Professor Brindley made a huge contribution to the management of ED, for which he deserves tremendous gratitude. He was a true lateral thinker, and applied his unique mind to a variety of problems in medicine. These include over 100 publications that focus on the areas of visual neurophysiology and several other aspects of neurophysiology, including ejaculation and female sexual dysfunction. He also published one remarkable paper studying the effect of 17 different drugs used intracorporally to induce erection [2]. Seven of these (phenoxybenzamine, phentolamine, thymoxamine, imipramine, verapamil, papaverine, naftidrofury) induced an erection. It is not clear to what degree Brindley’s own penis served as the test subject for these studies.

This lecture was unique, dramatic, paradigm‐shifting, and unexpected. It is difficult to imagine that a similar scenario could ever take place again. Professor Brindley belongs in the pantheon of famous British eccentrics who have made spectacular contributions to science. The story of his lecture deserves a place in the urological history books.

Efficacy of PRIME, a Mobile App Intervention Designed to Improve Motivation in Young People With Schizophrenia

From Schizophrenia Bulletin:

The onset of schizophrenia occurs during a period critical for development of social relationships and functional independence. As such, interventions that target the early course of illness have the potential to stave off functional decline and restore functioning to pre-illness levels. In this entirely remote study, people with recent-onset schizophrenia spectrum disorders (SSDs) participated in a 12-week randomized controlled trial to determine the efficacy of PRIME (personalized real-time intervention for motivational enhancement), a mobile-based digital health intervention designed to improve motivation and quality of life. Participants were randomized into the PRIME (n = 22) or treatment-as-usual/waitlist (TAU/WL) condition (n = 21) and completed assessments at baseline, post-trial (12 wk), and for people in the PRIME condition, 3 months after the end of the trial. After 12-weeks, WL participants received PRIME, resulting in a total sample of 38 participants completing PRIME. In PRIME, participants worked towards self-identified goals with the support of a virtual community of age-matched peers with schizophrenia-spectrum disorders as well as motivation coaches. Compared to the WL condition, people in the PRIME condition had significantly greater improvements in self-reported depression, defeatist beliefs, self-efficacy, and a trend towards motivation/pleasure negative symptoms post-trial, and these improvements were maintained 3 months after the end of trial. We also found that people in the PRIME condition had significantly greater improvements in components of social motivation post-trial (anticipated pleasure and effort expenditure). Our results suggest that PRIME has the potential to be an effective mobile-based intervention for improving aspects of mood and motivation in young people with SSDs.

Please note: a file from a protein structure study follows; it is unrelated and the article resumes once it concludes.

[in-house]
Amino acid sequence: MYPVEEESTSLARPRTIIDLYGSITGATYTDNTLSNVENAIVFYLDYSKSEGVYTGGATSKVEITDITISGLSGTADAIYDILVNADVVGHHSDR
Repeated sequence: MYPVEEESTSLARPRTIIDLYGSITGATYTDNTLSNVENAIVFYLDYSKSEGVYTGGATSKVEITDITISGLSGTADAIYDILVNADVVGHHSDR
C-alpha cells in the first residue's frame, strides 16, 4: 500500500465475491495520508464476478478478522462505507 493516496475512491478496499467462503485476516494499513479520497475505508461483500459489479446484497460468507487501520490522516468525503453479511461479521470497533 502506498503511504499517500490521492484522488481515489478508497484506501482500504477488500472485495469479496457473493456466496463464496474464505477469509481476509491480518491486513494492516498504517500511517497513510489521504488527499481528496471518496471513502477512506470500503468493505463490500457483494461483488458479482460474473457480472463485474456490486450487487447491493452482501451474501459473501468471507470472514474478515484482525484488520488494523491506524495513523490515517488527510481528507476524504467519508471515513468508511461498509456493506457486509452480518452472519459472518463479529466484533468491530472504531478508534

The turtle menace – the peril of ICD-10 code W5922XD

Have you heard of the menace represented by ICD-10 code W5922XD?

If you don’t know what the hell I am on about, check it out here.

There’s also the menace of other species.

There’s fires in perhaps unexpected places.

Injuries can happen anywhere – such as here or here or here,

For those who may be offended by my tone, having survived multiple turtle and macaw attacks while being burnt while watersking in the prison pool en route to the library while singing arias, apologies.

At least you don’t have to face this. Repeatedly.

#LivingLibrary – College of Psychiatrists of Ireland event for #GreenRibbon month, 31st May 2018

I will be speaking as a living book in this:

The College is delighted to announce our 4th annual event in partnership with See Change for Green Ribbon Month – A Living Library
When it comes to mental health everyone has a story to share and we find comfort, empathy and compassion in shared experiences. Social contact is known to be one of the most effective ways of reducing mental health related stigma and discrimination so with this in mind, and to mark Green Ribbon month, the College is delighted to announce our ‘Living Library’ event, a library come to life in the outdoors!

At our library the ‘books’ are a little different, they are people; people with different experiences and stories to tell related to mental health including those who have experienced mental health issues and illness, their family members and carers, and the psychiatrists who help them towards the path of recovery. Mental health stigma too often creates discrimination and misunderstanding so we want to give members of the public the opportunity to connect and engage with psychiatrists and people they may not normally have the occasion to speak with.

The aim is to better understand the lived experiences of others who have experienced or facilitated recovery from mental illness and distress and to challenge their own assumptions, prejudices and stereotypes. We invite you to ‘read’ the human books through conversation and gain understanding of their experiences.

For Green Ribbon Month Let’s End the Stigma by not judging a book by its cover and develop a greater understanding of each other’s stories.

Thursday 31st May 2018
12.30pm – 2.30pm
St Stephens Green, Dublin

This is a Free Event, but space is limited. Book your place here.